I’ve changed my diet, drastically. I take vast amounts of medication and supplements. I’m attending hospital for treatments. A visit to the optician reassured me and a new set of glasses put in place with the right lens frosted out and a varifocal lens in the other so I can function relatively normally again and writing and walking aren’t quite so problematic.

I’m painfully aware of the impact of this on my family and how my children’s mum is now in bed a lot of the time, my wonky eye a constant reminder of what’s there. We laugh about my wonky eye though, trying to make light of it, help them to not worry, but they do. Are you going to die mummy? asks my youngest. And I have to stop myself from immediately bursting into tears. Instead, I check my emotions and I smile broadly and reassure him saying, “No, I have no intention of dying.” (Not lying). “I’m doing all the right things to get better, and I have no intention of dying.” (Reinforcing the idea). I change the subject as quickly as possible, trying to be slick about it and not obvious, although I’m sure he sees right through me. He’s observant this one, canny. We do have some darkly humorous moments making light of it all, and I love that, when we can relax about it, and dip into our usual sense of humour, and the love this has brought can feel like it’s worth it. We all appreciate each other much more and take more care of each other. It’s nice. But it’s not nice.

The sensations in my face are intense at times. I feel my skin crawling, the nerves set on a knife edge, skin tingling and creeping with pain. A cacophony of stabbing, sharp, numb, ache, dullness, explosion. Separately and all at once. On and off for hours or not at all for hours. Break through pain meds administered when needed. Slow-release morphine a constant throughout the day. I feel lucky to have them all because I know what it feels like without, and I would prefer death to that. Excruciating doesn’t even cover it. The most recent and worst part is having my speech affected. With half my face numb I can no longer clearly articulate my mouth and my speech is often slurry, swallowing is more difficult, eating and drinking more of a challenge.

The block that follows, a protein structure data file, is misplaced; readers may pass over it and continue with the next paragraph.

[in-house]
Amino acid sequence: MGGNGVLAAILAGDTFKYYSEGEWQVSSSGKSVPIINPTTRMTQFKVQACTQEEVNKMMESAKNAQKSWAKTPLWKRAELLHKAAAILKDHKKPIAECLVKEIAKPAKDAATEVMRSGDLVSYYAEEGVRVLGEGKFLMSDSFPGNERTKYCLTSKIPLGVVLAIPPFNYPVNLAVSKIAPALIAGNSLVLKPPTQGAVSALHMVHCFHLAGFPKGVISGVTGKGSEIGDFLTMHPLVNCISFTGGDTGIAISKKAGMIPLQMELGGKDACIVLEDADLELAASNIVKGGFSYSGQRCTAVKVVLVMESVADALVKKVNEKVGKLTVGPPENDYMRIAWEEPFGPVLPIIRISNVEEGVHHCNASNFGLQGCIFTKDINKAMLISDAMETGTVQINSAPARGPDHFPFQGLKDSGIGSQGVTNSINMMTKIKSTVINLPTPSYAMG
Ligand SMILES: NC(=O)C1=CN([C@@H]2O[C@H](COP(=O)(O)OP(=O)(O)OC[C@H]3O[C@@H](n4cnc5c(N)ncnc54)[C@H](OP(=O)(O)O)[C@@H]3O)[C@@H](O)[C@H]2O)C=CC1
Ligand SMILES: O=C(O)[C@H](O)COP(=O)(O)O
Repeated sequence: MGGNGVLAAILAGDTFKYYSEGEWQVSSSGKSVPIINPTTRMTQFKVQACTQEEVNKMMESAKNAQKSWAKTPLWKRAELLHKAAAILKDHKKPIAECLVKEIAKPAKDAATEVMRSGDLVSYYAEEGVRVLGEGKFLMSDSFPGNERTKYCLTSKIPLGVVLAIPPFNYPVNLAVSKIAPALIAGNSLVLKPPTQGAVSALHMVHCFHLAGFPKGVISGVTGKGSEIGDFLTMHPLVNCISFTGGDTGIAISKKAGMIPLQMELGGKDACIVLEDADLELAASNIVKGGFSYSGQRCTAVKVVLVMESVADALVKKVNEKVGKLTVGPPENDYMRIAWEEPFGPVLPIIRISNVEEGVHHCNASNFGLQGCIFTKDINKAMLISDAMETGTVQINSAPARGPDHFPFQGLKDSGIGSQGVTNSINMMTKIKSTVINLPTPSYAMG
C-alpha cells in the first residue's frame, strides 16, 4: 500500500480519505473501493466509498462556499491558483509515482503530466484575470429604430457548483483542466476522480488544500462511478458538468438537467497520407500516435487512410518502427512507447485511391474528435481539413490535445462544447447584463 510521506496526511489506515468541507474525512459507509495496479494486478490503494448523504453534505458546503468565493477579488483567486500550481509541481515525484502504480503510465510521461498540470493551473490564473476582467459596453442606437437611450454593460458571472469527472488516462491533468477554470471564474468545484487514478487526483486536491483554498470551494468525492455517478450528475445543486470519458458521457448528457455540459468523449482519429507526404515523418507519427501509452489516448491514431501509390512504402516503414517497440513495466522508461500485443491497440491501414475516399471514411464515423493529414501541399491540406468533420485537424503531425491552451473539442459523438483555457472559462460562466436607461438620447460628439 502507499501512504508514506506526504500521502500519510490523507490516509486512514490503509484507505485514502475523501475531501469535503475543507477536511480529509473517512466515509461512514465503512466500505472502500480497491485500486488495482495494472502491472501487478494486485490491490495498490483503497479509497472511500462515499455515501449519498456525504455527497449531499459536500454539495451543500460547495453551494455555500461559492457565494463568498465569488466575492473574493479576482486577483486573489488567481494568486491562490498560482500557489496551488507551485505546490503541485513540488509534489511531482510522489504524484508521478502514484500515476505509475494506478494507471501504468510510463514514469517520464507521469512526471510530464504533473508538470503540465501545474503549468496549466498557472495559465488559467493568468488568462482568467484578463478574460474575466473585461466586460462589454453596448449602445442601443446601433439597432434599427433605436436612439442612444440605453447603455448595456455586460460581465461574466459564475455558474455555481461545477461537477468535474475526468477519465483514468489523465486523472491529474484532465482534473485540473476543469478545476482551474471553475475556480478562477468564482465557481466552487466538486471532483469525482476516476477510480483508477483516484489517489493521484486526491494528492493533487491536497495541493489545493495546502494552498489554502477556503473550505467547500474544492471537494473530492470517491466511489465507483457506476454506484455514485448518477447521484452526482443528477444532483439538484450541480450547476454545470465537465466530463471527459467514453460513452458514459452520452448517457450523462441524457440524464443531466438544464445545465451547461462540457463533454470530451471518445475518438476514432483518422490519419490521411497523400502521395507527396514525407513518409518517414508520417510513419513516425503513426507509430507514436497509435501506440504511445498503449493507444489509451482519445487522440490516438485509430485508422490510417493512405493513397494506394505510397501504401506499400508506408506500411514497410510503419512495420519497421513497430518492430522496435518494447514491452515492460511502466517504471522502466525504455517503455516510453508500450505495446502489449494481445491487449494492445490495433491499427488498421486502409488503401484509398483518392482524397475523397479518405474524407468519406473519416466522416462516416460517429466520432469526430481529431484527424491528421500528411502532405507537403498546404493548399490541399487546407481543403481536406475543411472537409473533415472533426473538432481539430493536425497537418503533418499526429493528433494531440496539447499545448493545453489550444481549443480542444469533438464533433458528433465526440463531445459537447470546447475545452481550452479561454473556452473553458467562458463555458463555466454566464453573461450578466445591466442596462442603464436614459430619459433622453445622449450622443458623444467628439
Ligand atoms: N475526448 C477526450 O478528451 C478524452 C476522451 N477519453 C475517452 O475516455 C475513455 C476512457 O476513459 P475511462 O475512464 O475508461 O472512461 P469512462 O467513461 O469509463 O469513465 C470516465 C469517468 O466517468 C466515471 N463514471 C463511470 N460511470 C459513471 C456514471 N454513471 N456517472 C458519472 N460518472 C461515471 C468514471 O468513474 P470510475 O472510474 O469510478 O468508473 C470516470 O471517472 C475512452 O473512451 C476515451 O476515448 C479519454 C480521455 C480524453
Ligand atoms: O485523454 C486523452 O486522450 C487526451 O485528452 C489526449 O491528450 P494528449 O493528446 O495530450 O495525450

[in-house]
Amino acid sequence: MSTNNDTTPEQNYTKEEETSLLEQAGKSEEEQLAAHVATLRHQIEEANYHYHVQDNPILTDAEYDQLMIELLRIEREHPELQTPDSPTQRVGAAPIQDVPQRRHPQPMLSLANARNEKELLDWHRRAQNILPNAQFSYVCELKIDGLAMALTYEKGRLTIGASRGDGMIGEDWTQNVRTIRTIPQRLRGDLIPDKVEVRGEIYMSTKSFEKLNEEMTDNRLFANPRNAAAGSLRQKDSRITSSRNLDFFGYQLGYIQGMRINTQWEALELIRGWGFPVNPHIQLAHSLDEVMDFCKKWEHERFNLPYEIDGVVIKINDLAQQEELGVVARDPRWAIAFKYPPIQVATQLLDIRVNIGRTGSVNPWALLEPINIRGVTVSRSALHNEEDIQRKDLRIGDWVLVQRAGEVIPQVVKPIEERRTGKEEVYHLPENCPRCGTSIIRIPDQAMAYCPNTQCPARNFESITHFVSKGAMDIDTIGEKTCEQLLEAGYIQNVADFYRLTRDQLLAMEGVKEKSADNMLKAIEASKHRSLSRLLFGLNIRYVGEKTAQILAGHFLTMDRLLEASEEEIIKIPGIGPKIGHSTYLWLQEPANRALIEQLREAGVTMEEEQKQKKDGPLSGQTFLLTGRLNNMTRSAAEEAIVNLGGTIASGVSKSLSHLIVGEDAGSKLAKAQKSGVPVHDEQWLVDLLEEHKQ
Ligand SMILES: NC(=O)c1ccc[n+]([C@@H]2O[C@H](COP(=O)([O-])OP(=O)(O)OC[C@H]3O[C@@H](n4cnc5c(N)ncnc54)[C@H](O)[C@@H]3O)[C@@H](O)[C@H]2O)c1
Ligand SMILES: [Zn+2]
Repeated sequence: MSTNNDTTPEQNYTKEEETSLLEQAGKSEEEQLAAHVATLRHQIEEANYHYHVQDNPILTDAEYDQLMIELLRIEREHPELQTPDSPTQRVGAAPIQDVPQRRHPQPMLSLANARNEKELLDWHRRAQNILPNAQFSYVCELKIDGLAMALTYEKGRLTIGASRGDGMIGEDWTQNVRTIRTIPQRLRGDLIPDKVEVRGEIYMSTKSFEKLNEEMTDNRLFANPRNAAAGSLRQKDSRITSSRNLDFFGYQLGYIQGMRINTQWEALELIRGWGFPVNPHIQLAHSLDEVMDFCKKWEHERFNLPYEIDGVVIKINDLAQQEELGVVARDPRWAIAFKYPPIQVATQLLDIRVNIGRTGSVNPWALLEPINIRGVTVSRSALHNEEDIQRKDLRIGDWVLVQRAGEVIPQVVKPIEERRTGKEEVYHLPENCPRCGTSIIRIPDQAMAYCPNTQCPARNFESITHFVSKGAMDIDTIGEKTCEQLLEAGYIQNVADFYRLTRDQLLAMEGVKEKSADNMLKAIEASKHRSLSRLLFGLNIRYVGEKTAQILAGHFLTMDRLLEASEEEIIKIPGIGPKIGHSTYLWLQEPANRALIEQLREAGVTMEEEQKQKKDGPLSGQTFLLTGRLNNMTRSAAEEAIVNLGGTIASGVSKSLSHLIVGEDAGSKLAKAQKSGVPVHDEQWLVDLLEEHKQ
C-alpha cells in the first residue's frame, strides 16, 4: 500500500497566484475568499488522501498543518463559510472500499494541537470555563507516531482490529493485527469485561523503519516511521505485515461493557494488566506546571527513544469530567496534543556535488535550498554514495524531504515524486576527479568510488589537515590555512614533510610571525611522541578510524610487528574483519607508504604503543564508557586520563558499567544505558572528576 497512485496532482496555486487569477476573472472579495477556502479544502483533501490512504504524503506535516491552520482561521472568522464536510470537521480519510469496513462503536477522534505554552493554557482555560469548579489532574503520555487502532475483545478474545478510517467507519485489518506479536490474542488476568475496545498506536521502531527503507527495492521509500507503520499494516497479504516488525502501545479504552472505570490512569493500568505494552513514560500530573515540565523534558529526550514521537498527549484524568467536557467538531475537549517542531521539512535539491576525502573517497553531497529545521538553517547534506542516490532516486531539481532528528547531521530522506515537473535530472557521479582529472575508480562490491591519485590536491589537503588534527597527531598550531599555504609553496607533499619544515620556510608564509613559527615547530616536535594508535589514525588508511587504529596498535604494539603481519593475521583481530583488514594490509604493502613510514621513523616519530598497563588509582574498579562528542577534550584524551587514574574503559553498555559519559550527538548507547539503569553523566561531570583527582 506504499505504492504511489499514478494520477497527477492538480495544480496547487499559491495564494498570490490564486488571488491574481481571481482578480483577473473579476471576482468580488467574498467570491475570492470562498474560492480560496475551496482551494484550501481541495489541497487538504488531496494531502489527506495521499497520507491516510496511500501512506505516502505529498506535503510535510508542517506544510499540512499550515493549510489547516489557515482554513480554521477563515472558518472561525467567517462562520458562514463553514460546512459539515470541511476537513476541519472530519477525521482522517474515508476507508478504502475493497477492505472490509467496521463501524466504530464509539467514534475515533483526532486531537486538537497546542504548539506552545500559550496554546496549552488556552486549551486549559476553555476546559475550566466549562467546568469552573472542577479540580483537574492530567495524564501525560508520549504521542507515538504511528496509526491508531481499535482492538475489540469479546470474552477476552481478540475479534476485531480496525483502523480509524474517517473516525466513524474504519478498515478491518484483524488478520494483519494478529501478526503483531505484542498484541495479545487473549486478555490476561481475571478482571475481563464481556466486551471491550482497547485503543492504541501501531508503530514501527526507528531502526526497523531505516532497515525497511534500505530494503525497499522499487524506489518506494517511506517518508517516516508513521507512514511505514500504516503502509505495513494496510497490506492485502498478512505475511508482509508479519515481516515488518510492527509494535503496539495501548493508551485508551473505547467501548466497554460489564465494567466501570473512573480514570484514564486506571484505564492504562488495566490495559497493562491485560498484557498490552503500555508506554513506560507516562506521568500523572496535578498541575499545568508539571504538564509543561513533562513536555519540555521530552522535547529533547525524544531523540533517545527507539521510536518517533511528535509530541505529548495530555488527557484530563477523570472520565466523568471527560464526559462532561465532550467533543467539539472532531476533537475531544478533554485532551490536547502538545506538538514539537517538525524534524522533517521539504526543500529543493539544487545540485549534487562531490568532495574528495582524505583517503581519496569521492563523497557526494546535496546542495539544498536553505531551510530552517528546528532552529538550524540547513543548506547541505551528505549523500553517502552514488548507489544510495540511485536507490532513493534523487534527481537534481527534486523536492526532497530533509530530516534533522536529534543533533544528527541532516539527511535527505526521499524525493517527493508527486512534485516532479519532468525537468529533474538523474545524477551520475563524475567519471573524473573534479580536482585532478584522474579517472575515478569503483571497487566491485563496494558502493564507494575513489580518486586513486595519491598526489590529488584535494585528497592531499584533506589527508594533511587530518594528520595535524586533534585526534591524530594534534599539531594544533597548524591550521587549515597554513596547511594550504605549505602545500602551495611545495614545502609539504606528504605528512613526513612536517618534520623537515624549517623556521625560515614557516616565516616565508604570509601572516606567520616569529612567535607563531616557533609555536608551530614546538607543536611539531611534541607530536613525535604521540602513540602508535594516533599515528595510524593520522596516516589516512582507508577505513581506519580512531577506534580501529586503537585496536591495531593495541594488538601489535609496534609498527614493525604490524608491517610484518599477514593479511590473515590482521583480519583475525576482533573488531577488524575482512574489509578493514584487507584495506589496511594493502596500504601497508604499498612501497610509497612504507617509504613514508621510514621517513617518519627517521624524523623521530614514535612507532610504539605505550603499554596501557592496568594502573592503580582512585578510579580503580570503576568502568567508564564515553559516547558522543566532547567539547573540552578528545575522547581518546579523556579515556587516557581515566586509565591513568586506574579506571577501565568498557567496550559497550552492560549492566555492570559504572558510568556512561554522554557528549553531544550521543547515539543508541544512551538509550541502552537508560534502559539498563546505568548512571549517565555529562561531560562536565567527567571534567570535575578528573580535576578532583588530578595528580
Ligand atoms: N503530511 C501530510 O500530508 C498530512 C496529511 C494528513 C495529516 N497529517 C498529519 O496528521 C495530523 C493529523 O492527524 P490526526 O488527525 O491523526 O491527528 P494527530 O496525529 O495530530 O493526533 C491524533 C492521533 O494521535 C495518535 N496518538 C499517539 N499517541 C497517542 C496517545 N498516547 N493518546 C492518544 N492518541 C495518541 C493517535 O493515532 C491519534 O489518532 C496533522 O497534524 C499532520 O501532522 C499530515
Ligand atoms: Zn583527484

Having cancer is weird. Having stage 4 cancer even weirder. I’m hanging by a thread right now as we turn the corner into early summer and the birds are singing in the garden, which is blossoming beautifully. I get out into it when I can to take care of it and keep it going in much the same way as I must keep me going. Each plant I tend to a part of me to care for. Each weed I pull a piece of trauma to leave behind. Each part of the willow I weave another part of my story being told.

The thread is there to pull on and unravel if I choose to do that. I don’t want to unravel. I’m working hard on staying optimistic and positive but that’s hard to do all the time, and sometimes I just feel a bit crumpled and needy. I try so hard to not complain. I believe I am here to live, not die which is why this part of my story seems so impossible and why it feels like it must be true that I will live through this and not succumb. Much like the children’s story, We’re All Going on a Bear Hunt, says; I can’t go over it, I can’t go under it, I have to go through it. I will go through this and when I come out the other side I will be a different person. I think I might even be a better person for having gone through it, and all those threads that I thought would unravel will instead have woven themselves into a story I could not have otherwise imagined.